When Pinky Mothibedi merely looks at a walking stick she becomes filled with fear.
This destitute mother who left her rural home to go in search of work in the city is not neurotic. Her husband beat her so badly with a wooden walking stick that she is now partly disabled.
A recent report states that gender-based violence costs the South African economy up to
R40-billion a year or more than one percent of our GDP. Researchers say it is one of the most expensive public health problems globally, has a fundamental impact on economic growth and the negative effects can span several generations.
The report co-ordinated by the Human and Social Services (HSS) practice of KPMG – with input from Sonke Gender Justice – says the true cost of gender-based violence is much higher than these conservative estimates. But the report says that the cost to the state is so huge it is the equivalent of building half a million RDP houses or providing wage subsidies for all of the currently unemployed youth. The KPMG HSS serves public, private and multi-national organisations in their work to support communities and vulnerable or disadvantaged populations.
While probing the report we also came across a creative arts venture that looks into this social affliction. Pinky Mothibedi’s story is part of the Open Society Foundation’s Moving Walls project. The Foundation has collaborated with Amnesty International, Médecins Sans Frontières and nine international photographers to highlight that violence against women is a universal problem.
Says Pinky Mothibedi: “I have four children. I was married in 1974, and I stayed with my husband for 10 years. He used to drink alcohol. When he was drunk he always liked to fight. If I was to ask what was wrong, he just wouldn’t listen to me. I came to Johannesburg. I was looking for work. I don’t have a place to stay, so I stay here on the floor at the daycare centre, which is also the church. This man used to beat me up until I went to the hospital. He beat me in such a way that it was just so bad. He hit me on my spine. Since then I can’t carry heavy things and do hard work. He used to hit me every weekend with the walking stick. When I see a walking stick I get very scared because I used to live with the fear that he made me feel with his walking stick. The kids would always cry. I realised that I am going to die if I stayed, so I ran away.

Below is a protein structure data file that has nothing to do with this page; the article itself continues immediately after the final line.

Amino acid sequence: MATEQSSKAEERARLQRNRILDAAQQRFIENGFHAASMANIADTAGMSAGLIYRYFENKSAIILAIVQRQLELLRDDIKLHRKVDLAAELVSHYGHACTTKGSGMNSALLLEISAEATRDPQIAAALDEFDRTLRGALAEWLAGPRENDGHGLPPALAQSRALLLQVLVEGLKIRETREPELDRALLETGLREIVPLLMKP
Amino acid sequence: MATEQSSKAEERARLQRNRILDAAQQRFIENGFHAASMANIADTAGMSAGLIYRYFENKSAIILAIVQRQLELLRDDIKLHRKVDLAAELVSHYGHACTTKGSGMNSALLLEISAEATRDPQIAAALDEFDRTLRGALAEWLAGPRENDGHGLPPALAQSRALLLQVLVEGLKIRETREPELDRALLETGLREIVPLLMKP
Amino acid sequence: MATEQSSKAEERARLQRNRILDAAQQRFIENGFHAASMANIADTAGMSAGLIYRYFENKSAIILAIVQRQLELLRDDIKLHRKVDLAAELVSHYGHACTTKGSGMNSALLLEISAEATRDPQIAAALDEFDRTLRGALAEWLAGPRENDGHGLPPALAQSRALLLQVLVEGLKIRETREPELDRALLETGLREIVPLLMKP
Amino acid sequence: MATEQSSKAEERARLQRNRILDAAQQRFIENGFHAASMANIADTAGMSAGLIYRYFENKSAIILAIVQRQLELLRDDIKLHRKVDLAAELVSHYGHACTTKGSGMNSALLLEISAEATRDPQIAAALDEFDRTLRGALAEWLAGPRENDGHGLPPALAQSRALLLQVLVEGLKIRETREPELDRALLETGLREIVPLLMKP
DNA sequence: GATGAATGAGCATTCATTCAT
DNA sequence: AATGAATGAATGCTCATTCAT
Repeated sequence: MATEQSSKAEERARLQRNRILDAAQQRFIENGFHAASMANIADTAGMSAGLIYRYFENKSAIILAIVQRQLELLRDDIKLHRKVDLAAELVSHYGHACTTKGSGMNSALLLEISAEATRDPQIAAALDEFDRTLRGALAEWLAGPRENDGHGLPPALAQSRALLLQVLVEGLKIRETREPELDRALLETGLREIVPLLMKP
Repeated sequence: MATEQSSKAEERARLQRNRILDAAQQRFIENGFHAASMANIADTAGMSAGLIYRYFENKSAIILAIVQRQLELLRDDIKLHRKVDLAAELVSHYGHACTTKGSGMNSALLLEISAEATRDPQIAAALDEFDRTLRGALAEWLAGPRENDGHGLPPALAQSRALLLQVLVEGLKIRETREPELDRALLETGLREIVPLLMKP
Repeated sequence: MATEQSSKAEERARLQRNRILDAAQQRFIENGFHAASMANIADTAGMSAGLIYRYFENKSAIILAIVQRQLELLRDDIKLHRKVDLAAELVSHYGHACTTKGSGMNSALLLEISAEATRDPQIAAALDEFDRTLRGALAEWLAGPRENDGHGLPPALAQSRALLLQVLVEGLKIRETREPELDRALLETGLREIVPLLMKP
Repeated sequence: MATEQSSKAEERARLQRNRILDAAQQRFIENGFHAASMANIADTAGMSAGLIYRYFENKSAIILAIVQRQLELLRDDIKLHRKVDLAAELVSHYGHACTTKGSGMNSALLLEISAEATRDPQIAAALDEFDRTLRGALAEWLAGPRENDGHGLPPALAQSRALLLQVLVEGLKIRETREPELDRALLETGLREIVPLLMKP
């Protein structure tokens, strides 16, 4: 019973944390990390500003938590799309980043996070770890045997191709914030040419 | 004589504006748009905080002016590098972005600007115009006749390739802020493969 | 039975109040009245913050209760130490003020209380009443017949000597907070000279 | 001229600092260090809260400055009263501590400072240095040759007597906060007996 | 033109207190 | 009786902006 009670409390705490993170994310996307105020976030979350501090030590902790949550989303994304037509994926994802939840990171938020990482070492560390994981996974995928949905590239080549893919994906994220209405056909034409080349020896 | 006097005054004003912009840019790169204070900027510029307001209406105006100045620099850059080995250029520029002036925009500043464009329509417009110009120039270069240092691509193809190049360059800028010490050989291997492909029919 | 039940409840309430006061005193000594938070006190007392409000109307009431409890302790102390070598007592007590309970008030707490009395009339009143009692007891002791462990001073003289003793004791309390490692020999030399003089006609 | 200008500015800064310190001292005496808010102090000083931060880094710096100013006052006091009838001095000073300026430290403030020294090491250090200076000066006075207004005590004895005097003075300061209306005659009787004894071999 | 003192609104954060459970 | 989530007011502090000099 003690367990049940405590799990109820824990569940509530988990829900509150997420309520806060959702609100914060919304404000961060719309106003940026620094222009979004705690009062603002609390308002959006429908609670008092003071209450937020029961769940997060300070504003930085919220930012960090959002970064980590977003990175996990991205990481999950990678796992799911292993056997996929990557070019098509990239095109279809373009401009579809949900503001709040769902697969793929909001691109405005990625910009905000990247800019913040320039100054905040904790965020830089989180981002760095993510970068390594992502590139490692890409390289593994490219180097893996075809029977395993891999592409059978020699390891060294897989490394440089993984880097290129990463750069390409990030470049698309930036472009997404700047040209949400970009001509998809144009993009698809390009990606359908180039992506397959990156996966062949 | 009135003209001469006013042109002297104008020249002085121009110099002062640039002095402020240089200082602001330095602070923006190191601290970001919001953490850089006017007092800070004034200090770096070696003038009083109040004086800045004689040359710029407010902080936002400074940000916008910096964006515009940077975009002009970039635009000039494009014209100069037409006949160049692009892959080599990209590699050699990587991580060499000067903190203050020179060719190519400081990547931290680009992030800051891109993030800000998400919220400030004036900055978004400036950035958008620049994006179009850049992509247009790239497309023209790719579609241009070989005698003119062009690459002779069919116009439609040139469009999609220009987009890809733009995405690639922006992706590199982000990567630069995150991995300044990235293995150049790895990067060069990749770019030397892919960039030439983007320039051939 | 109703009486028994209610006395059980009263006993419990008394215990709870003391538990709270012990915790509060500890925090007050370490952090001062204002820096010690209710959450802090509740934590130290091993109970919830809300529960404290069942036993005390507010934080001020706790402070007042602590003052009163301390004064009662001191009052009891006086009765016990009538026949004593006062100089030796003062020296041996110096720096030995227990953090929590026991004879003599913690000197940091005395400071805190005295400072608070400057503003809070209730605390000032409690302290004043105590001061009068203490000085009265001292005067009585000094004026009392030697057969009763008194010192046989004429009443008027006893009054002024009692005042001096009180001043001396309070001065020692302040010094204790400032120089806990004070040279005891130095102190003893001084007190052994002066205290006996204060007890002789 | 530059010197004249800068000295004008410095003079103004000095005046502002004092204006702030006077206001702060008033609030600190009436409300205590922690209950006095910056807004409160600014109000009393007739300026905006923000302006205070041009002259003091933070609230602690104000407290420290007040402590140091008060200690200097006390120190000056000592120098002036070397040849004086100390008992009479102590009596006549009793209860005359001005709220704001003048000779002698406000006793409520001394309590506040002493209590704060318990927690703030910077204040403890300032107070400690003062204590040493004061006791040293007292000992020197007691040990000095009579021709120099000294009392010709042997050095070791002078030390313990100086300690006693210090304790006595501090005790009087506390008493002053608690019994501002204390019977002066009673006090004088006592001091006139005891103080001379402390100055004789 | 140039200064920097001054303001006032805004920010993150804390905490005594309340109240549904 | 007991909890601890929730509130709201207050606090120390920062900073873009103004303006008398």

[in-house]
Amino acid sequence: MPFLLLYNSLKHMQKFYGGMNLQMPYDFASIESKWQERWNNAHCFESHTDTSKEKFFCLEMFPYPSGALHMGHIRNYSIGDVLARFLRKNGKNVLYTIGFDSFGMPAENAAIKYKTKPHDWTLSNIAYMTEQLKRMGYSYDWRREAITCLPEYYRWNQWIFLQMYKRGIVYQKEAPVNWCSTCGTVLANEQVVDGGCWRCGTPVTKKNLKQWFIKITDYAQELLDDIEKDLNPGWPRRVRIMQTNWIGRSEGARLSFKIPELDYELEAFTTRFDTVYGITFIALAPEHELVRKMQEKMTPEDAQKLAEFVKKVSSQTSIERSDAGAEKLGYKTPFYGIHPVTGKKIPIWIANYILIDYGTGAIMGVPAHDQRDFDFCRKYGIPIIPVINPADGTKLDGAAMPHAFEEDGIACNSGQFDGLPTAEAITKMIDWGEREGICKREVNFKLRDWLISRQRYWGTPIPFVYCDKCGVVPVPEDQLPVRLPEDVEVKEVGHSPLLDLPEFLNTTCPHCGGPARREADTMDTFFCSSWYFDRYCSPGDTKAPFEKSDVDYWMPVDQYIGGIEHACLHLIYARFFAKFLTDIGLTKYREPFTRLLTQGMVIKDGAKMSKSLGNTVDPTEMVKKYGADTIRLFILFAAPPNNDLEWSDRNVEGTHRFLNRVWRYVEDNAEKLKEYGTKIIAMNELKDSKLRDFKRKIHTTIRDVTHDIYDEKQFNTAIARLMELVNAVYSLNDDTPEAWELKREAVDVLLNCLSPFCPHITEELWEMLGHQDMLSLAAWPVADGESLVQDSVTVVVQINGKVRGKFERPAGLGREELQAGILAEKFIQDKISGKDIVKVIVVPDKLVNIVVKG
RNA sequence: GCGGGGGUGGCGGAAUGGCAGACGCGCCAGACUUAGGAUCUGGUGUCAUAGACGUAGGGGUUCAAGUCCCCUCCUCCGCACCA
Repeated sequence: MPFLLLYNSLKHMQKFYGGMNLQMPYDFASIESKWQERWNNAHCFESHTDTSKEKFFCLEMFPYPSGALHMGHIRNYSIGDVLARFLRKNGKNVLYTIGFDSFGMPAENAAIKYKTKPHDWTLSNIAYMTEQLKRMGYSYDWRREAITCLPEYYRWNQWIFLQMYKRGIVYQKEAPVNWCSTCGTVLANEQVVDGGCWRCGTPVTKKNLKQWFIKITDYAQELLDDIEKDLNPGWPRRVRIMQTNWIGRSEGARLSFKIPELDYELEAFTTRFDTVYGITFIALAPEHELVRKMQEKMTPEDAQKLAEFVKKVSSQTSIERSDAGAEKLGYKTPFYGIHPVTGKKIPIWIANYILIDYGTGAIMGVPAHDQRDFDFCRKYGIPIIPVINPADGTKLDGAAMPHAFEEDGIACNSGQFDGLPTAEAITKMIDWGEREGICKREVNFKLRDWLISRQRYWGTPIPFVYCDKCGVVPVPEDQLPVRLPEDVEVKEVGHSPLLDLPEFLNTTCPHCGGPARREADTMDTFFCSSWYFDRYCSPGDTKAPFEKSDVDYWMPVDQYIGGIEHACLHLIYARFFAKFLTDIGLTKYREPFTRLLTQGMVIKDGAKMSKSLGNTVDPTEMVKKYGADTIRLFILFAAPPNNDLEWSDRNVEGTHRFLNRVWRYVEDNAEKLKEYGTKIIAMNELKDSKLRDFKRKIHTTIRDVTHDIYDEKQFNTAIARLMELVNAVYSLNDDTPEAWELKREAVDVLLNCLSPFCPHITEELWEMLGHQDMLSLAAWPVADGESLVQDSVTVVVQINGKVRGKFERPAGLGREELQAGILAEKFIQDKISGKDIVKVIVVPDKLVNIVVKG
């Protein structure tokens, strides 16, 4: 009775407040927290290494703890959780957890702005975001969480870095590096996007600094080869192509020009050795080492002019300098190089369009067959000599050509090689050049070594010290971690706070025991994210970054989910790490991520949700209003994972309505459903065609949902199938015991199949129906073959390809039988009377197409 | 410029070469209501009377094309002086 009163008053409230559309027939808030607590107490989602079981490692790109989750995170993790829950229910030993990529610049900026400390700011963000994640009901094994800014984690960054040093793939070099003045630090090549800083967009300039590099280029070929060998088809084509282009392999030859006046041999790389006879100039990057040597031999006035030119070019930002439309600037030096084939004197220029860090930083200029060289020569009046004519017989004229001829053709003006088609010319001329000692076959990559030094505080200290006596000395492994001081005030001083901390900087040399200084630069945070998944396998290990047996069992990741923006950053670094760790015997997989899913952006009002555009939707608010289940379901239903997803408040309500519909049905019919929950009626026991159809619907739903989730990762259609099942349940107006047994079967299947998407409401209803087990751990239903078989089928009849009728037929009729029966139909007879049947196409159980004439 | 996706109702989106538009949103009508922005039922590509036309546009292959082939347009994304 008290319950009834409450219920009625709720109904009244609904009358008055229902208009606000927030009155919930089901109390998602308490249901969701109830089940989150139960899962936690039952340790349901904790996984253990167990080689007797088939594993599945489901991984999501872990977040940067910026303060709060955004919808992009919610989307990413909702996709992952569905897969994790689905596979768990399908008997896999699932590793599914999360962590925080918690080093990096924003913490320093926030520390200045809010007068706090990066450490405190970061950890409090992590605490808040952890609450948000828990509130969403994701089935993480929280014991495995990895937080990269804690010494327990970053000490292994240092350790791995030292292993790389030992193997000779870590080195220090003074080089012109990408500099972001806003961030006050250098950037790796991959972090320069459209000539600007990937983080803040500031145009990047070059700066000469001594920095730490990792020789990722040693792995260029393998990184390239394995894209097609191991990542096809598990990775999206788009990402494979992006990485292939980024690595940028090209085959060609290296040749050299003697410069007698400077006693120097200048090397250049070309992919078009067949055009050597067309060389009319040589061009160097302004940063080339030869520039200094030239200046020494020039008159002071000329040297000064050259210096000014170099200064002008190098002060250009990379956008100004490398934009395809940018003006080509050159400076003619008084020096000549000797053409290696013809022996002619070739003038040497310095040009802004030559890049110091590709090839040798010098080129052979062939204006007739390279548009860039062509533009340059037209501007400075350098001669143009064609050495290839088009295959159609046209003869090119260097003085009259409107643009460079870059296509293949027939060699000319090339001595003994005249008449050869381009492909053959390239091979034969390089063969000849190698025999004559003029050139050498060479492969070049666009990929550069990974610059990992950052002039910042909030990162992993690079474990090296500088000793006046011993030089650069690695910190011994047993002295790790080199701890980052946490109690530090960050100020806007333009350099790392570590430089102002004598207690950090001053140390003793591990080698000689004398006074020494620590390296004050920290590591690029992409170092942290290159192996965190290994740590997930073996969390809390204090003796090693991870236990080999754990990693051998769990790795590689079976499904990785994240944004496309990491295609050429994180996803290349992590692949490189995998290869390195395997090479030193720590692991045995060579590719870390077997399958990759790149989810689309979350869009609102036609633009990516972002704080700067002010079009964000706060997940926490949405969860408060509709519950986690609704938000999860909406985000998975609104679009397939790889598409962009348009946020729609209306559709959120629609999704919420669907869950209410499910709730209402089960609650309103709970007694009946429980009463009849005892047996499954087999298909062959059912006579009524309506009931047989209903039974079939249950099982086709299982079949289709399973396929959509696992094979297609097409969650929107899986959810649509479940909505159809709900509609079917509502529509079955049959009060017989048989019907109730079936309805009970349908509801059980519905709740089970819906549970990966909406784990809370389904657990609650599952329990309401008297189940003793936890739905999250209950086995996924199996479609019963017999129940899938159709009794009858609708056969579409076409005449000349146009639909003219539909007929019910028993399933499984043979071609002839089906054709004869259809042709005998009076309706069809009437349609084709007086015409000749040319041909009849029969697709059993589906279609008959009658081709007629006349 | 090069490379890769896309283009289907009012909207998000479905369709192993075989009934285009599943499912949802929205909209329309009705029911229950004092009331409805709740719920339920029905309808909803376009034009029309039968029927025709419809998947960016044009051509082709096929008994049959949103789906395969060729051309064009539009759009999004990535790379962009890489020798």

“I don’t know where he lives or what he does right now. The house that we had built together, he burnt it. Until now, even when I go home to go and see the kids, I am still not free because I know he could come in any time. I can’t talk any more, it’s just too much, there is too much that he’s done. Most of it just breaks my heart.”
The Open Society Foundation Moving Walls project featured nine international Photographers, including South African Jodi Bieber. She says:
“For some, making these portraits was part of the healing process; for others, the stories were an attempt to save other women. The more these issues are discussed openly, the more women will no longer be willing to tolerate abuse. By speaking out about their experiences and sharing their stories, these women have exposed the unacceptable abuse that exists in relationships. I believe that each time this work is exhibited it opens a door through which another victim can walk to safety. This is not just a South African story.”
The KPMG study provides an illustration of the minimum economic impact of GBV in South Africa. Given significant data gaps and limitations, it estimates the cost of GBV to be between R 28.4-billion, and R 42.4-billion, or from 0.9% to 1.3% of Gross Domestic Product (GDP). According to the data, “this estimate appears woefully short, when compared with international studies, particularly as the prevalence of violence in South Africa is widely believed to be higher than in many of the comparative countries which have performed similar cost estimate studies.”